(A) Schematic representation of trans-V(D)J recombination between an ESJ (donor) and a 12-RSS (target). The expected breakpoints (one SJ and one ΨHJ) are shown. The various donor/target combinations assayed are boxed. PCR primers are depicted by arrows. Nested IR800-labeled PE primers are indicated by an asterisk.
(B) Typical example of PCR/PE assays obtained from the (Dβ1Δ) ESJ × Jβ2.7 12-RSS combination. The expected sizes of the PE products are indicated. As the resolution of the PE assay is to the base, ΨHJ patterns typically show multiple bands (corresponding to the spectra of nucleotide addition and deletion), while SJ patterns are typically centered on a major band (corresponding to no or limited nucleotide processing). PE assays shown were performed on 0.75 μl PCR. Five independent PCRs from two independent transfections performed with (T3–T4) or without RAG-1/2 (T1–T2) are shown for each junction.
In absence of the RAGs, faint and nonrecurrent PCR products scattered at various sizes were obtained for both primer combinations (e.g., Figure 2B, ΨHJ T2, ~160 bp; additional bands are also present outside the visualized parts of the gels). To assess the identity of such junctions, double-nested secondary PCR were performed, and the amplification products were cloned and sequenced. Sequence analysis confirmed the occurrence of junctions that were not generated by RAG-mediated recombination, but rather due to random breaks joined through NHEJs and/or homologous recombination pathways (not shown). Such junctions, collectively referred to as “break/repair,” have been previously described, and represent the RAG-independent recombination background of the trans-V(D)J assay .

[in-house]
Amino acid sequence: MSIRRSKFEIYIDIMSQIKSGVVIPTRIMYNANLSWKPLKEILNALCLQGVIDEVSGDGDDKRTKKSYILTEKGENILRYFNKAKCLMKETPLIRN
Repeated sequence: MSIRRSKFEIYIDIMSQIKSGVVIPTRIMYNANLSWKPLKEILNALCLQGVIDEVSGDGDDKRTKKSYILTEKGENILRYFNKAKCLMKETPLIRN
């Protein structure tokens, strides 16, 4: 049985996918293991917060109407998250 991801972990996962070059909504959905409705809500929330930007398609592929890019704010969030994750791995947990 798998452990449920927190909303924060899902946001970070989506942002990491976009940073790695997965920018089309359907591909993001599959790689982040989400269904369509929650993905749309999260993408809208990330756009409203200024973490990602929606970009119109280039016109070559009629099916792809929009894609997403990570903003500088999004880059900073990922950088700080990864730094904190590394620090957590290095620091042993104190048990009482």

In presence of RAGs, however, more intense and recurrent PCR products of the expected sizes were obtained for both PCR combinations (typical examples are illustrated for the Dβ1Δ × Jβ2.7 combination in Figure 2B). SJ primer combination (3 + 2) usually displayed one major band and few minor species around that position, as expected from a standard SJ, which generally presents limited nucleotide processing. ΨHJ primer combination (1 + 4), on the other hand, displayed a pattern of intense bands around the expected size, representing the typical spectra of largely processed junctions. Sequence analysis of cloned products from double-nested secondary PCR confirmed the presence of the two specific breakpoints expected from V(D)J-mediated ongoing ESJ recombination in most cases (Figures 3 and 4; also, see below). Thus, and as anticipated from previous studies describing ongoing recombination of SJ with targets in cis, our results demonstrate that ESJs are also capable of ongoing efficient RAG-mediated recombination with RSS targets in trans in the context of a 12/23 synapsis. However, as the ESJ is formed by a functional 12-RSS and a functional 23-RSS, both potentially able to bind the RAGs, we next wondered if this particular structure might allow to bypass the 12/23 rule for synapsis and give rise to additional recombination products that we would fail to detect with the two primer combinations used above. Double-nested PCR with the two complementary primer combinations (1 + 3) and (2 + 4) (Figure 2A) corresponding to a 12/12 synapsis were thus performed on the same bulk DNA. Such combinations, however, gave rise to only weak amplification products. Cloning and sequencing confirmed in most cases the occurrence of the symmetrical 12/12 SJ (1 + 3) and ΨHJ (2 + 4) (Figure S1A). This suggests that although a fraction of the trans-recombination can occur in violation of the 12/23 rule (as in normal V(D)J recombination), this represents a minor population, and the large majority of the RAG-mediated recombinants are detected with primer combinations (3 + 2) and (1 + 4), in accordance with a 12/23 synapsis between the ESJ and its RSS target. Accordingly, the use of ESJ donors made of two 12-RSS in the context of a 12-RSS target did not give rise to any specific amplified signal, while each of the two RSS from an ESJ donor made of two 23-RSS gave rise to efficient recombination in the context of the same 12-RSS target (Figure S1B). In addition, the use of ESJ donor constructs made of one functional and one nonamerless RSS through deletional mutagenesis showed that while deletion of the nonamer from the reactive 23-RSS completely abolished recombination, deletion of the nonamer from the bystander 12-RSS did not modify the overall efficiency (Figure S1C). Altogether, our data clearly indicate that trans-V(D)J recombination of ESJ obeys the 12/23 rule and is not dependent on alternative mechanisms such as ESJ opening by nick–nick (see below for a potential role of nick–nick in the generation of some junctions).